WLA Cycle

 

Harley Davidson WLA Motorcycle, Army Edition


Scale:                            1:8

Release:                        2003

Limited Edition:              10

Model Size:                   11”L x 4.5”W x 6”H

Base Type:                    Black Walnut

Availability:                   Sold Out


Harley Davidson WLA Motorcycle, Brass Edition


Scale:                            1:8

Release:                        2003

Limited Edition:              10

Model Size:                   11”L x 4.5”W x 6”H

Base Type:                    Black Walnut

Availability:                    Sold Out


Harley Davidson WLA Motorcycle, Navy Edition


Scale:                            1:8

Release:                        2006

Limited Edition:              3

Model Size:                   11”L x 4.5”W x 6”H

Base Type:                    Black Walnut

Availability:                    Sold Out

 

Harley Davidson WLA Motorcycle

Harley-Davidson began producing the WLA motorcycle, according to US Army specifications, in 1940 as World War II loomed.  Based on an existing civilian model, the WLD, the WLA was called a 45 solo type for its 45 cubic-inch engine and single-rider design.  Production of the WLA would cease after the war, but would be revived during the Korean War between 1949 and 1952.


The US Army would use the WLA motorcycles for police and escort work, courier duties, and some scouting, as well as limited use to transport radio and radio suppression equipment. Allied motorcycles were almost never used as combat vehicles or for troop mobility, and so were rarely equipped with sidecars as was common on the German side. Nevertheless, the WLA acquired the nickname "Liberator", since it was seen ridden by soldiers liberating occupied Europe (to this day Belgium is a major center of WLA enthusiasm).


The engine of the WLA is a side-valve design, which is reliable though not particularly efficient in comparison to overhead-valve designs. Harley Davidson already had overhead valve engines in production for its Big Twin lines, but the "small twin" flathead design was popular in applications needing reliability more than power. This engine remained in production from 1937 to 1973 in the Servi-Car, although it was superseded in two-wheeled motorcycles by the more advanced flathead engine used in the Model K in 1952.  The WLA also features springer front suspension. Harley-Davidson would not adopt telescopic front forks until after the war. The rear wheel had no suspension, giving this type of motorcycle the nickname "hard tail".


Because the WLA was based on the civilian model WLD, Harley Davidson made various changes to transform the bike into a military model.  The paint surfaces were generally painted olive drab or black and chrome, while some parts remained as unfinished aluminum.  However, Harley Davidson was apparently very practical in its use of existing parts and processes, and many finishes remained in their bright civilian versions for a time, and, in some cases, for the whole production run.  The WLAs were also fitted for a second set of blackout head and taillights to reduce nighttime visibility.  To reduce mud clogging, the sides of the standard fenders were removed.  Harley Davidson also provided a variety of accessories including a heavy-duty luggage rack (for radios), ammo box, leather Thompson submachine gun scabbard, skid plate, leg protectors, and windshield.  An oil bath air cleaner, originally used for tractors and other vehicles in dusty environments, was fitted to handle the dust of off-road use and to allow easier field maintenance.  Changes to the crankcase breather reduced the possibility of water intake into the crankcase.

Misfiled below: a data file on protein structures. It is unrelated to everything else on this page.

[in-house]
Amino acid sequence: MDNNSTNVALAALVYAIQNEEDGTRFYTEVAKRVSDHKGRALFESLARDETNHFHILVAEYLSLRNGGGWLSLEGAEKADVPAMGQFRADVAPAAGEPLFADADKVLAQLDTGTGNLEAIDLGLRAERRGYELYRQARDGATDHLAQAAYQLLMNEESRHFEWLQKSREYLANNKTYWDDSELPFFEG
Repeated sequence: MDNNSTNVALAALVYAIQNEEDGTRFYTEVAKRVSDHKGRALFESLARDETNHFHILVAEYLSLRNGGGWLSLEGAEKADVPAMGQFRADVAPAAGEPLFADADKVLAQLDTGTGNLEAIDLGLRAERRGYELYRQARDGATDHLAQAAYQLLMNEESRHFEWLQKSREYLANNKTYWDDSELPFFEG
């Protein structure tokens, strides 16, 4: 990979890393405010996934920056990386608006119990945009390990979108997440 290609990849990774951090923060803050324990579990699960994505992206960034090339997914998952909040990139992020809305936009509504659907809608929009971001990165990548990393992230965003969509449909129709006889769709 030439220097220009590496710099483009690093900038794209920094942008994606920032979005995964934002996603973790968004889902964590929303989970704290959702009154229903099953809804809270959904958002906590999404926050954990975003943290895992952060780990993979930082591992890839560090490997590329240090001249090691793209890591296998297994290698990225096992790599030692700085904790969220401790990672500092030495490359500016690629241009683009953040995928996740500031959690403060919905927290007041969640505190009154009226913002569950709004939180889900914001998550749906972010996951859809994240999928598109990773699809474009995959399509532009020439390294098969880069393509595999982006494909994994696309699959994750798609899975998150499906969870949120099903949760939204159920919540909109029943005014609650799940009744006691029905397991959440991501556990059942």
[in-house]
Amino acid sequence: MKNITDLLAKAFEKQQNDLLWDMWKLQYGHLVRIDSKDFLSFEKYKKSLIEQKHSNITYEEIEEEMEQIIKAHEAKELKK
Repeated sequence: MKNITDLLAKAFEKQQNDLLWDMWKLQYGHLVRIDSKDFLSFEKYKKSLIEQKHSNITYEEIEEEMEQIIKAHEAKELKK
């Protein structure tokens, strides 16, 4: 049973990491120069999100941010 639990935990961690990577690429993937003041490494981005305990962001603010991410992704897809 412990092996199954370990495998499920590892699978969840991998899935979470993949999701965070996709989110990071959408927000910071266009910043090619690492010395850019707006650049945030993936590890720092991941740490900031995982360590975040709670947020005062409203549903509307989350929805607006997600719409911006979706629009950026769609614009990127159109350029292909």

The entry of the United States into the war saw significantly increased production: over 90,000 WLAs and countless spare parts would be produced during World War II.  Harley Davidson would also produce a close WLA variant for the Canadian Army called the WLC and would also supply smaller numbers to the UK, South Africa, and other allies, as well as filling orders for different models from the Navy and Marine Corps.  In addition, many WLAs would be shipped to allies under the Lend-Lease program, the largest recipient being the Soviet Union, which was sold over 30,000 WLAs.


Most WLAs in western hands after the war would be sold as surplus and "civilianized".  The number of motorcycles available at a very low cost would lead to the rise of the chopper and other modified motorcycle styles, as well as the surrounding biker culture. Many young soldiers would return home hoping to get a Harley-Davidson like he saw or rode in the service, leading to the post-war popularity of both the motorcycle and the company in general.


However, this also ensured that very few nearly original WLAs would survive in the US or even Western Europe. A significant number of WLAs were left in the Soviet Union, and either stored or put in private hands. With little access to parts, no chopper culture, and no export path to the West, many of those WLAs were preserved during the Cold War. Russia and other former Soviet countries are now a major source of WLAs and parts.